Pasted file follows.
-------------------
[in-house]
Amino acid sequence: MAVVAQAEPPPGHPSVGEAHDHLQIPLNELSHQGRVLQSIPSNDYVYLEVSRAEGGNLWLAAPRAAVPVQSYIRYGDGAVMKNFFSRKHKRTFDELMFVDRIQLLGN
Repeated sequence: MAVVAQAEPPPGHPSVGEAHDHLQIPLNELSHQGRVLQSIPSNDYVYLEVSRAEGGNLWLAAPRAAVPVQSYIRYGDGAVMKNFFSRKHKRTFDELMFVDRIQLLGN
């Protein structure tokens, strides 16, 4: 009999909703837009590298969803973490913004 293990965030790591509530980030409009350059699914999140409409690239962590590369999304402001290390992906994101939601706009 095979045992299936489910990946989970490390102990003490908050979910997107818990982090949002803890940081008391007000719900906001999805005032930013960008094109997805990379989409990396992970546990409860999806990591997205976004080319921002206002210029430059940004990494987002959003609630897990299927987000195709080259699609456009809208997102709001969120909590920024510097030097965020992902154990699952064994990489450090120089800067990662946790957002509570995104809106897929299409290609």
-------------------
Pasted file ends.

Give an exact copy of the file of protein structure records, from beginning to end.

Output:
[in-house]
Amino acid sequence: MAVVAQAEPPPGHPSVGEAHDHLQIPLNELSHQGRVLQSIPSNDYVYLEVSRAEGGNLWLAAPRAAVPVQSYIRYGDGAVMKNFFSRKHKRTFDELMFVDRIQLLGN
Repeated sequence: MAVVAQAEPPPGHPSVGEAHDHLQIPLNELSHQGRVLQSIPSNDYVYLEVSRAEGGNLWLAAPRAAVPVQSYIRYGDGAVMKNFFSRKHKRTFDELMFVDRIQLLGN
């Protein structure tokens, strides 16, 4: 009999909703837009590298969803973490913004 293990965030790591509530980030409009350059699914999140409409690239962590590369999304402001290390992906994101939601706009 095979045992299936489910990946989970490390102990003490908050979910997107818990982090949002803890940081008391007000719900906001999805005032930013960008094109997805990379989409990396992970546990409860999806990591997205976004080319921002206002210029430059940004990494987002959003609630897990299927987000195709080259699609456009809208997102709001969120909590920024510097030097965020992902154990699952064994990489450090120089800067990662946790957002509570995104809106897929299409290609």